Building a Better You: The Art of Asking Questions

Sept. 1, 2005
One of my beloved uncles just passed away. I asked my cousin-in-law, “How’s Beth coping with the loss of her dad?” He replied, “She’s doing fine.

One of my beloved uncles just passed away. I asked my cousin-in-law, “How’s Beth coping with the loss of her dad?” He replied, “She’s doing fine. She’s already gone through the grieving process.” I later asked Beth, “How are you coping with your loss?” She sighed, “I haven’t processed it yet. I can’t believe it’s happened. I’m sure it will hit me soon.”

The same question about the same issue to two different people yielded two vastly different responses. And they’re even married!

Does that make their answers wrong? No.

Does it mean that questions and answers go through personal filter systems with personal slants of perception? Yes.

Does asking questions and analyzing answers become tricky? Yes.

According to The Teaching and Learning Laboratory (TLL), a think tank designed to improve the quality of teaching and learning at MIT, the craft of asking and answering questions is built upon several skills. These include: phrasing and sequencing questions effectively; responding to questions so that time is used efficiently; keeping questions from leading into digressions (unless those digressions are a worthwhile investment of time and energy); using the right tone and delivery when asking or responding to questions; and dealing with the personalities and methods of interaction between questioners and respondents.

In the spirit of “practicing what you preach,” this article will ask and answer questions about asking and answering questions, while keeping MIT’s approach in mind.

What makes a question effective?

A good question is relatively short, clear, and unambiguous. People should ask only one question at a time. Pouring out a string of questions (even if they are on the same topic) will likely confuse your patients, and they won’t know where to begin an answer.

Pay attention to the responses because they will let you know if you phrased the question effectively. When patients don’t respond or respond poorly, it may be because the question was too vague or too broad. It may help to think backwards. Begin with the answer you want and then devise a question that will lead to that answer.

What are the different kinds of questions?

MIT suggests that the best way to categorize questions is on a continuum from relatively closed to relatively open.

Closed questions ask for very specific answers. Examples would be the three questions I posed at the beginning of this article that called for yes/no responses. Another type of closed question is the “Are you with me?” question that asks a listener to acknowledge the questioner’s buy-in.

Open questions require more thought, such as “How’s Beth coping with her loss?” These questions provide greater insights. The trick is to be quiet and listen to the responses.

After you ask a question, how long should you wait for a response?

Hold out as long as possible. Many people, if they don’t get a response right away, immediately rephrase the question, repeat it, or even answer it themselves. The latter is a particularly bad strategy since the listener will be even less inclined to answer.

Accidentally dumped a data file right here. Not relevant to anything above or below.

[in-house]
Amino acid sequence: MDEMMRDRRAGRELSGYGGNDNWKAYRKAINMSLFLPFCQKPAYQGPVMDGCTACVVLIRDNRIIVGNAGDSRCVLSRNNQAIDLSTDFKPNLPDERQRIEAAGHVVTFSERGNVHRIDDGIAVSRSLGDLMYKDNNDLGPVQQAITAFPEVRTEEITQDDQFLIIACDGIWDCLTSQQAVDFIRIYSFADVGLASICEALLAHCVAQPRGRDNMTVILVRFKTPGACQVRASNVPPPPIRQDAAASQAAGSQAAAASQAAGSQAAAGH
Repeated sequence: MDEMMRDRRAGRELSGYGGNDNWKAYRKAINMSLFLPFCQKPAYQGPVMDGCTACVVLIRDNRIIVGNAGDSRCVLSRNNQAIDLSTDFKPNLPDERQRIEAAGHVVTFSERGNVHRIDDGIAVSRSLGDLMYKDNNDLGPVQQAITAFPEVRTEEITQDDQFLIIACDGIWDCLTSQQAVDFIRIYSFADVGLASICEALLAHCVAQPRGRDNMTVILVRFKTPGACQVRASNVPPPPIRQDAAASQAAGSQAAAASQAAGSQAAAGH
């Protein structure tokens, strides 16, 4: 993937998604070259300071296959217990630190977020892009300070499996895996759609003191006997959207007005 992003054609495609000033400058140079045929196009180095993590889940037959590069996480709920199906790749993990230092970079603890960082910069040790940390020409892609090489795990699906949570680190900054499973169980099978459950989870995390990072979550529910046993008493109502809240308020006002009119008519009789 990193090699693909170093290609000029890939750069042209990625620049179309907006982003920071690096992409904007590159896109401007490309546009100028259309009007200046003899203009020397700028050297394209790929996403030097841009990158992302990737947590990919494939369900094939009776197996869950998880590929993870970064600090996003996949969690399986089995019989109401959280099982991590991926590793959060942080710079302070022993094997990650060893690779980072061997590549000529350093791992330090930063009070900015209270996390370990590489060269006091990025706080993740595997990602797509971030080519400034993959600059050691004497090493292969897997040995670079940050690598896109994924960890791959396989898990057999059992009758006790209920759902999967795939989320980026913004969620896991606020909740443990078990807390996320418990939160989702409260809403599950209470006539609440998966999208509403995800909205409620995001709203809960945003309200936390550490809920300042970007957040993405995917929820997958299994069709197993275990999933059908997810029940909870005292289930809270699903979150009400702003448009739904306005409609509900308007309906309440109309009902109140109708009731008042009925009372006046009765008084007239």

Let at least five seconds elapse before you say anything else. That’s hard to do. A study of college physics classrooms found that increasing wait time to five seconds had a positive effect on class participation, not only during that particular class, but also for the course as a whole. Be patient.

What can you do to get your patients to ask questions? Give patients a chance to frame their questions. The silence that follows your earnest “What questions do you have?” may be uncomfortable, but it’s important. Convince patients with your tone of voice and body language that you are receptive to their inquiries.

How can you best manage the process of answering patients’ questions?

• Be sure you understand the question. This challenge can be handled by repeating the question. If you’re not sure what the patient asked, rephrase the question in your own words.

• Be as direct as possible with your answer. Questions are asked out of confusion or curiosity. Therefore, it’s usually a good idea to be concise and honest with your response.

• Be aware of your eye contact. If you are answering questions from multiple people at one setting, such as a husband and wife during a case presentation, look at both people when answering. The passive participant may be the decision-maker.

How do you know when you have the best answer? Izzy Gesell, a business coach (, says, “The first answer rarely identifies the underlying cause or motivations.” His rule of thumb is to go to the “second and third” levels. As an example, the first level may be: “Why don’t you like to go to the dentist?” “I’m afraid.” The second level is, “Why are you afraid?” “I think I’m going to be in pain.” The third level is, “Why do you think that would happen?” “I’ve had a bad experience …”

Gesell says, “It’s here that you’ll get a valuable discussion. The root of the issue is at this third level. A much more potentially productive conversation will happen now, rather than just answering ‘Don’t be afraid,’ which is one of the choices at the first level that doesn’t get to the heart of the situation.”

Any questions? Call or email me at

© 2005 Karen Cortell Reisman, MS

Karen Cortell Reisman, MS
Ms. Reisman, author of “The Naked Truth About Giving Great Speeches,” teaches organizations how to increase productivity by communicating effectively. She has been a visiting faculty presenter at The Pankey Institute, a speaker at dental meetings, and president of Speak for Yourself® for 14 years. To get Karen’s Top Ten list on how to blow it as a communicator, send a fax to (972) 385-7652 and include your email address. Contact Ms. Reisman at